19 IBM Cell IBM, Sony, Toshiba Playstation 3 (Q1 2006) 256 GFlops Bei 3 GHz nur ~30W ganze PS3 nur $

20 Cell: Architecture 9 parallele processors Specialized for different tasks 1 large PPE - 8 SPEs Synergistic Processing Element

21 Cell: SPE Synergistic Processing Element 128 registers 128-Bit SIMD Single Thread 256KByte local memory not cache DMA execute memory transfers Simple ISA Less functionality to save space Limitations can become a problem if memory access is too slow. 25,6 GFlops single precision für multiply-add operations

22 Intel Westmere EX Processor of the fat node of LRZ 2,4 GHz 9.6 Gflop/s per core 96 Gflop/s per socket 10 hyperthreaded cores, i.e. two logical cores each Caches 32 KB L1 private 256 KB L2 private 30 MB L3 shared 2,9 billion transistors Xeon E (2,4 GHz, 10 Kerne, 30 MByte L3)


24 NUMA On-chip NUMA L3 Cache organized in 10 slices Interconnection via a bidirectional ring bus 10-way physical address hashing to avoid hot spots, and can handle five parallel cache requests per clock cycle Mapping algorithm is not known, no migration support Off-chip NUMA Glueless combination of up to 8 sockets into SMP 4 Quick Path Interconnect (QPI) interfaces 2 on-chip memory controllers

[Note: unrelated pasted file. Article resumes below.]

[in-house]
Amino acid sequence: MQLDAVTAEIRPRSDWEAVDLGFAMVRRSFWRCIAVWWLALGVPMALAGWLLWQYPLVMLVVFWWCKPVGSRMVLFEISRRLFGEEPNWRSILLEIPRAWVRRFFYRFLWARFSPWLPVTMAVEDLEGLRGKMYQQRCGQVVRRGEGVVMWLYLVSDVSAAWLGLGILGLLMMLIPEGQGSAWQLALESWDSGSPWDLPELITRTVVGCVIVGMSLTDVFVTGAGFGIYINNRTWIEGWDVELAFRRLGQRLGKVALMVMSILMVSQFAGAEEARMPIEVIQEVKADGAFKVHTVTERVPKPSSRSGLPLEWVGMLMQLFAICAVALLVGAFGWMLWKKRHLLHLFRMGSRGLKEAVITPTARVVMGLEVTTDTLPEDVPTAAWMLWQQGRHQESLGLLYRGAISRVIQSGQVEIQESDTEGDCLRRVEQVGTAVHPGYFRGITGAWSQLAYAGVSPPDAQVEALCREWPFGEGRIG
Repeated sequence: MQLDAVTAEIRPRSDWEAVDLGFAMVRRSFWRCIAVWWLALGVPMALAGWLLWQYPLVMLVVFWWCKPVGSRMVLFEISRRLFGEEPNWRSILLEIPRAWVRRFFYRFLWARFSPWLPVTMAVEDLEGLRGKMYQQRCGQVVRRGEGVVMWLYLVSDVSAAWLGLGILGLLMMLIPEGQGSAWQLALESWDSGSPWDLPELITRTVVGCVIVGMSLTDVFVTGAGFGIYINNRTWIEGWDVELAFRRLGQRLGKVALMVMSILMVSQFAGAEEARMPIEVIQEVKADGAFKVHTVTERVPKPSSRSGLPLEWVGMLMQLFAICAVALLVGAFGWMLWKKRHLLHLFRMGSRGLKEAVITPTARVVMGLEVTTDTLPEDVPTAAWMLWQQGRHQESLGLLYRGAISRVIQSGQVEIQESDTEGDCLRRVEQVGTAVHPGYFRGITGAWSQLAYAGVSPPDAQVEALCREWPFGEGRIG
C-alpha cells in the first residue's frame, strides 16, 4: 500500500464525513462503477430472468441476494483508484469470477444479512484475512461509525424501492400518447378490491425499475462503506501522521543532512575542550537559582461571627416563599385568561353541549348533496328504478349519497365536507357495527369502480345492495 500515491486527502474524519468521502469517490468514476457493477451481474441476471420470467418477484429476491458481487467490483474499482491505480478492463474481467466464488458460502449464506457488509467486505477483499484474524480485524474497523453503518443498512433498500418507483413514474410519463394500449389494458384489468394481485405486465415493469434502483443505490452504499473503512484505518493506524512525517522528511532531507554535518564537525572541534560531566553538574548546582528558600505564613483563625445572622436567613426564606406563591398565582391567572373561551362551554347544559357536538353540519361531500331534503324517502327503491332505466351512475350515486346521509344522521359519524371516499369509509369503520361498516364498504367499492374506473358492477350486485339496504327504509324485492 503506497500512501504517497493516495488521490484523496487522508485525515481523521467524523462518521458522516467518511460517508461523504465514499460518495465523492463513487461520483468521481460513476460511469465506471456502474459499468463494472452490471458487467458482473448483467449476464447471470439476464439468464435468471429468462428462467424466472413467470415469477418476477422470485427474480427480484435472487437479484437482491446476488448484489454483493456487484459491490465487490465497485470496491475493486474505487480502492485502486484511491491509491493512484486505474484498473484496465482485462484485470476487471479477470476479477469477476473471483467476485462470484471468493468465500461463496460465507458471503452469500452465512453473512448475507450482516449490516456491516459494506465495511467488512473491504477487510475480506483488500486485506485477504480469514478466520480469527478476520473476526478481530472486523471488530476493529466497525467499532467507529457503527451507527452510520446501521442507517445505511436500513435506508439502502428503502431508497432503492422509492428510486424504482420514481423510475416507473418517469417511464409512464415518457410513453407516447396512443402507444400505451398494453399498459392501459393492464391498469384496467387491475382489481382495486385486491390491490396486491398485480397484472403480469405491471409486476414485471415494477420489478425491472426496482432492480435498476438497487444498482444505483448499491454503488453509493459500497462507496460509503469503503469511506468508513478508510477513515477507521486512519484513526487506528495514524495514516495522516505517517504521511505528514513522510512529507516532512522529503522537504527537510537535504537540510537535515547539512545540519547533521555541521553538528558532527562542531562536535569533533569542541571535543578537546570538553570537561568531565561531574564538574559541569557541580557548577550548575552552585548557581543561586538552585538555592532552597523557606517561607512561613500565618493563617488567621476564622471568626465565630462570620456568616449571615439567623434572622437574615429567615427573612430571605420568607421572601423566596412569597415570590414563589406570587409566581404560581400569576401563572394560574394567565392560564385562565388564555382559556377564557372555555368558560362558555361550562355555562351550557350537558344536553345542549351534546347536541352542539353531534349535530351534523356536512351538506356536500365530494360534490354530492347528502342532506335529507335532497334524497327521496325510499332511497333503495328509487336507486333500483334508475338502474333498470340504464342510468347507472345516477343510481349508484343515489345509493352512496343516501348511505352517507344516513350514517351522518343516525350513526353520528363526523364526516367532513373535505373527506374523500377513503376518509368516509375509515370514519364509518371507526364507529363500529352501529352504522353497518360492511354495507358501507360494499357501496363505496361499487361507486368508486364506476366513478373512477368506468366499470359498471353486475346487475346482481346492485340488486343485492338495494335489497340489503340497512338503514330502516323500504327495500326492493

27 Cache Coherency Cbox Connects core to ringbus and one memory bank Responsible for processor read/write/writeback and external snoops, and returning cached data to core and QuickPath agents. Distribution of physical addresses is determined by hash function Sbox Caching Agent Each associated with 5 Cboxes

28 Cache Coherency Bbox Home agent Responsible for cache coherency of the cache line in this memory. Keeps track of the Cbox replies due to coherence messages. Directory Assited Snoopy (DAS) Keeps states per cache line (I – Idle or no remote sharers, R – may be present on remote socket, E/D owned by IO Hub) If line is in I state it can be forwarded without waiting for snoop replies.




32 Summary High frequency -> high power consumption Trend towards multiple cores on chip Broad spectrum of designs: homogeneous, heterogeneous, specialized, general purpose, number of cores, cache architectures, local memories, simultaneous multithreading, … Problem: memory latency and bandwidth